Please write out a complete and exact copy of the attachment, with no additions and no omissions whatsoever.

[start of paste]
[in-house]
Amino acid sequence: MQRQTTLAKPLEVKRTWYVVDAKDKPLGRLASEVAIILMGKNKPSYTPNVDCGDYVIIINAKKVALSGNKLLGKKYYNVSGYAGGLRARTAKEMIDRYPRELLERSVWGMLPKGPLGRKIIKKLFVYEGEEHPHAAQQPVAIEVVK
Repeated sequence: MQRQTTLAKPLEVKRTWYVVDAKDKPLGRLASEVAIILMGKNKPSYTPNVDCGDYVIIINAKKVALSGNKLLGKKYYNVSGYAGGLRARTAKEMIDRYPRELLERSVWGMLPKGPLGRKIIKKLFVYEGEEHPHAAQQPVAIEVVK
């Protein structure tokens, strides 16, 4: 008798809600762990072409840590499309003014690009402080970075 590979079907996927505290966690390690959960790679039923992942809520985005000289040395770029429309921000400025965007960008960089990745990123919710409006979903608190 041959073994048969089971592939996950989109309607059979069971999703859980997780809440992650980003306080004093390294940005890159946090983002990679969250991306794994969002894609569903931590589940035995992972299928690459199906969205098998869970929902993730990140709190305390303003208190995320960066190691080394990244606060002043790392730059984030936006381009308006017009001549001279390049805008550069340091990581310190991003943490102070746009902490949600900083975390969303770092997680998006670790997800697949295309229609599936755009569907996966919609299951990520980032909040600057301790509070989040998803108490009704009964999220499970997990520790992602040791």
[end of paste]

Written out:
[in-house]
Amino acid sequence: MQRQTTLAKPLEVKRTWYVVDAKDKPLGRLASEVAIILMGKNKPSYTPNVDCGDYVIIINAKKVALSGNKLLGKKYYNVSGYAGGLRARTAKEMIDRYPRELLERSVWGMLPKGPLGRKIIKKLFVYEGEEHPHAAQQPVAIEVVK
Repeated sequence: MQRQTTLAKPLEVKRTWYVVDAKDKPLGRLASEVAIILMGKNKPSYTPNVDCGDYVIIINAKKVALSGNKLLGKKYYNVSGYAGGLRARTAKEMIDRYPRELLERSVWGMLPKGPLGRKIIKKLFVYEGEEHPHAAQQPVAIEVVK
């Protein structure tokens, strides 16, 4: 008798809600762990072409840590499309003014690009402080970075 590979079907996927505290966690390690959960790679039923992942809520985005000289040395770029429309921000400025965007960008960089990745990123919710409006979903608190 041959073994048969089971592939996950989109309607059979069971999703859980997780809440992650980003306080004093390294940005890159946090983002990679969250991306794994969002894609569903931590589940035995992972299928690459199906969205098998869970929902993730990140709190305390303003208190995320960066190691080394990244606060002043790392730059984030936006381009308006017009001549001279390049805008550069340091990581310190991003943490102070746009902490949600900083975390969303770092997680998006670790997800697949295309229609599936755009569907996966919609299951990520980032909040600057301790509070989040998803108490009704009964999220499970997990520790992602040791």